High-End Mic Options for Podcasting
So you can go cheap and pick up a microphone for as little as ten dollars to record your podcasts, but let’s be honest here — you’re going to sound like you’ve been recorded by a ten-dollar microphone. Say, however, you really want that sharp, professional sound for your podcast, and the cheaper microphones just aren’t cutting it for you.
As you shop for an upgrade, you see mics ranging in price from an inexpensive $70 and reaching up to $3,600! (No, you’re not seeing a typo involving an extra zero.) So what defines a microphone? Price? Manufacturer? Look?
What truly defines a microphone is how you sound in it and how it reproduces the sound coming in. Based on how mics work, prices vary, but as you can see from our recommendations, plenty of high-quality microphones that are out there can pick up nuances and details and remain in the range of affordability.
When you purchase a higher-end microphone, keep in mind that you probably will receive no additional cables for hookup, a jack that does not fit into your computer, and no stand. That’s because you’re upgrading to professional equipment. The manufacturer is assuming that you already have the tools, bells and whistles, and extra do-dads to make this mic work for you.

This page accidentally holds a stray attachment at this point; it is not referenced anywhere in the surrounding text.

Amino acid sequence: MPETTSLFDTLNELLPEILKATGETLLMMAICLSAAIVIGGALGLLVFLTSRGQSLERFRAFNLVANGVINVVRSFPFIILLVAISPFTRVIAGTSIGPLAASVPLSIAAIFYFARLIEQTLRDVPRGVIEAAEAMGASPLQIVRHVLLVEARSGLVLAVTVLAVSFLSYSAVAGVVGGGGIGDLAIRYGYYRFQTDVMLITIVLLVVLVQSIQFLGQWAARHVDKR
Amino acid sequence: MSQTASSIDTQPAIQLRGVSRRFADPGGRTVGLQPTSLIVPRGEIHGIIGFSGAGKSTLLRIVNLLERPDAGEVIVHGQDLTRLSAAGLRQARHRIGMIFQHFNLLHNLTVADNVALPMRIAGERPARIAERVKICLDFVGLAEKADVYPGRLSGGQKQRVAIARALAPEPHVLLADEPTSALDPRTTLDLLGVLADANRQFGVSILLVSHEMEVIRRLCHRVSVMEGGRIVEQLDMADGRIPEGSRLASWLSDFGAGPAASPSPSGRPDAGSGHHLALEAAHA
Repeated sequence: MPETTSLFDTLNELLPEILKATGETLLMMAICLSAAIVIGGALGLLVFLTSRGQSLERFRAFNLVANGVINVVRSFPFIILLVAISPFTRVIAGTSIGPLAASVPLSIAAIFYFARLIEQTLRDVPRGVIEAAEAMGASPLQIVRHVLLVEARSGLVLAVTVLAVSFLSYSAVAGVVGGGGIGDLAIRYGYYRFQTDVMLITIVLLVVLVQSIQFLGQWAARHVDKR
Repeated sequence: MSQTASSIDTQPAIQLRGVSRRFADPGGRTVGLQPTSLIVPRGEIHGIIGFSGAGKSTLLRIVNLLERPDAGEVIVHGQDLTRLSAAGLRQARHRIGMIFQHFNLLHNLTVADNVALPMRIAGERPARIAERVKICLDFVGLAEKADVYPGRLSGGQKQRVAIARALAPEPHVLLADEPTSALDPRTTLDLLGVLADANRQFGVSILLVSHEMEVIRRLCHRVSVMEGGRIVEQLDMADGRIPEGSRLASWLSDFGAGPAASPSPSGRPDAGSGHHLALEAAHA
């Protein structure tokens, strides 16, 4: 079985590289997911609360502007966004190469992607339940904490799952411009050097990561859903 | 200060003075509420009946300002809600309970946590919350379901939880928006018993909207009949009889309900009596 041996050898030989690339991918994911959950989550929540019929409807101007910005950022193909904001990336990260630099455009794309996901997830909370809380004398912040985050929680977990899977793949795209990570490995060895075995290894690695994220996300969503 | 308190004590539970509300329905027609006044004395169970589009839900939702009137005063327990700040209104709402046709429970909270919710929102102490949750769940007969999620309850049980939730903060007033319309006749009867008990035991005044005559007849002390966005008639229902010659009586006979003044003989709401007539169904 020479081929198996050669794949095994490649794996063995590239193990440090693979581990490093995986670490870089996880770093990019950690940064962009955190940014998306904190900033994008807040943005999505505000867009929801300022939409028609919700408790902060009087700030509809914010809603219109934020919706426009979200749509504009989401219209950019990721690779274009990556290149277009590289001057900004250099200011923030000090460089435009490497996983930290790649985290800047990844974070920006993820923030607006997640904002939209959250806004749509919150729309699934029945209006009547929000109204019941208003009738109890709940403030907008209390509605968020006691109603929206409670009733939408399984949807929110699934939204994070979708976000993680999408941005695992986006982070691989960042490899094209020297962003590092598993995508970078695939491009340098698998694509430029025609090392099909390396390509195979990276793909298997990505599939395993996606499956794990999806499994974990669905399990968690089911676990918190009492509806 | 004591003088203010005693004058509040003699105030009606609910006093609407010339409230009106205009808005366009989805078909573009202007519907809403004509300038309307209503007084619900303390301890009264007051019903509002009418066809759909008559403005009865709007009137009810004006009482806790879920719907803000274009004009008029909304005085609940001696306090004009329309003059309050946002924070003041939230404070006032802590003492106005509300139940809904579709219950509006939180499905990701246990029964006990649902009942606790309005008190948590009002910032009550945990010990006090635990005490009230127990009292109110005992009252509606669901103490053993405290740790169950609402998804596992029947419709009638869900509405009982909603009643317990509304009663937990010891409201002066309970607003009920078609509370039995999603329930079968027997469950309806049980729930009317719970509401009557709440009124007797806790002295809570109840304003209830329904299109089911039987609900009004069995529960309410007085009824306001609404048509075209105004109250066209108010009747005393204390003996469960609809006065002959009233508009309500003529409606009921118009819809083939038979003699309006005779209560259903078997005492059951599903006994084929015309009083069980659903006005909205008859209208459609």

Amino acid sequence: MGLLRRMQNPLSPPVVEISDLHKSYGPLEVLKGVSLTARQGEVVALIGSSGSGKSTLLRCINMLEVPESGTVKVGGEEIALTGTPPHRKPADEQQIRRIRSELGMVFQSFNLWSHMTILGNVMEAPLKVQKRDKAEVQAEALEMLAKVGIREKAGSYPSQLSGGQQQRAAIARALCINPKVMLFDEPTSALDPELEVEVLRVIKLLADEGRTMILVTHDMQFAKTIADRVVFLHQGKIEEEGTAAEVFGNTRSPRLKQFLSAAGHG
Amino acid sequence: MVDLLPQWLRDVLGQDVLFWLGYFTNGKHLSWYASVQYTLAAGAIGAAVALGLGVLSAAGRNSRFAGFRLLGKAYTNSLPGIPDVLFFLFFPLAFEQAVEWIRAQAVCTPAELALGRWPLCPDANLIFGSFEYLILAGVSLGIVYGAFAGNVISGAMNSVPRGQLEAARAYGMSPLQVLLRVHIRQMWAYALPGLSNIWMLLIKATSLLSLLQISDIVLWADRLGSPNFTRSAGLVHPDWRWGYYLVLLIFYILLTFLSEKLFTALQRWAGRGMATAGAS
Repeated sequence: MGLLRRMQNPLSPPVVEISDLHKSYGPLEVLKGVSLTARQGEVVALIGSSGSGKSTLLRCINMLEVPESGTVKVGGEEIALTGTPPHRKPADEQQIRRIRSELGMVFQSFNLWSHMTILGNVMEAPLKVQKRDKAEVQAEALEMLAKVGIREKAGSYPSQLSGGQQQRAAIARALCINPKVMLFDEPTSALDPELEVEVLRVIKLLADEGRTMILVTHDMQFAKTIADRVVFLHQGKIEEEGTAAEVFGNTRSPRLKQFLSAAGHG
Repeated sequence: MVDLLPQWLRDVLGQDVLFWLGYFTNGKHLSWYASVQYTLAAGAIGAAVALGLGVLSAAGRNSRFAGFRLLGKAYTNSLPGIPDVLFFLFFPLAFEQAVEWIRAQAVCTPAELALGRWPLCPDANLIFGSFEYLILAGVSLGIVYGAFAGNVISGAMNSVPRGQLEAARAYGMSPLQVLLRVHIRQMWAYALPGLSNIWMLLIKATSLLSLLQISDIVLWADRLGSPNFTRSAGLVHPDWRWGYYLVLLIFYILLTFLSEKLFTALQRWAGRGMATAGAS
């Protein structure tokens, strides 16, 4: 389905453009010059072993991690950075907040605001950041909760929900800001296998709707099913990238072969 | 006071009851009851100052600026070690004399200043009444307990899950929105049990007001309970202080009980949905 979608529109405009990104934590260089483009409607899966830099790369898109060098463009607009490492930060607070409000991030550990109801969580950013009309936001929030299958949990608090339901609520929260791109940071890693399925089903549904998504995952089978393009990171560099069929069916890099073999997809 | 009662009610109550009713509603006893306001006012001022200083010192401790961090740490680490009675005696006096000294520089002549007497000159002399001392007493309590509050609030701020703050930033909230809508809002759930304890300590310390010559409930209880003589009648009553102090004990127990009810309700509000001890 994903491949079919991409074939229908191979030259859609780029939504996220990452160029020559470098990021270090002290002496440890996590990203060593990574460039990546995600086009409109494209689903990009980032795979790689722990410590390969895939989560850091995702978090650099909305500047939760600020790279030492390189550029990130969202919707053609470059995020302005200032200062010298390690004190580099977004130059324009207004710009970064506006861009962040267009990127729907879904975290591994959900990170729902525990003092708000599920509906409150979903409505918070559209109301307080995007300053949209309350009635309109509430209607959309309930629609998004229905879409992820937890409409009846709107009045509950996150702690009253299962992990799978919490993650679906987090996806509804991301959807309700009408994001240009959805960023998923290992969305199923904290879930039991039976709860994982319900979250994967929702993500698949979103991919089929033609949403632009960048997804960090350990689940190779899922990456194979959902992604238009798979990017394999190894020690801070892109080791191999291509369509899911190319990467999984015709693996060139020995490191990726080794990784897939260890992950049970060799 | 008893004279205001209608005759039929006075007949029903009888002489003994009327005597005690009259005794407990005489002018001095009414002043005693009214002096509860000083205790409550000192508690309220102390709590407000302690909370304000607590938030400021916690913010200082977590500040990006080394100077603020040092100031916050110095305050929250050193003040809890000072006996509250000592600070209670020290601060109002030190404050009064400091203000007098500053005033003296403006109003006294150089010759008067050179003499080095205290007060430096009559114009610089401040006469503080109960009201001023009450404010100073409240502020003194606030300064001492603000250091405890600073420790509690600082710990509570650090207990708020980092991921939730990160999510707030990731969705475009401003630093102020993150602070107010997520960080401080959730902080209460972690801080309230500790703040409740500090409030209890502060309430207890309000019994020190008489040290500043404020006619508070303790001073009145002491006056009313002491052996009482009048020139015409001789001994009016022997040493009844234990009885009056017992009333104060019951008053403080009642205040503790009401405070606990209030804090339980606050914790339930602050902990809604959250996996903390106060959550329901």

Remember those three questions a few pages back? Question #2 — Do you plan to use the mic primarily in the studio or on location? — helps narrow your search even more for the microphone that’s the right investment for you. At this level, there are two kinds of mics you will hear people talk about: dynamic and condenser mics.
Although dynamic microphones are marketed more for on-location recording and condenser mics are considered best for in-studio recording, these aren’t fast-and-hard rules for what mics should be used where. Sometimes, podcasters use condensers in outdoor settings, and some podcasters prefer the sound of dynamic mics in studio over condensers. When picking a microphone, you want a mic that not only suits your needs but also makes you sound good. Really good.
Dynamic mics are what you see everywhere from speaking engagements to rock concerts. In fact, when someone mentions the word microphone, the image that comes to mind is probably a dynamic microphone. These mics work like a speaker in reverse. Sound entering a dynamic mic (by speaking directly into it) vibrates a diaphragm (a small plate) attached to a coil. This is located within proximity of a magnet, and the vibrations that this Wile E. Coyote setup makes create a small electric current. When this signal runs through a preamp or mixer, the original sound is re-created.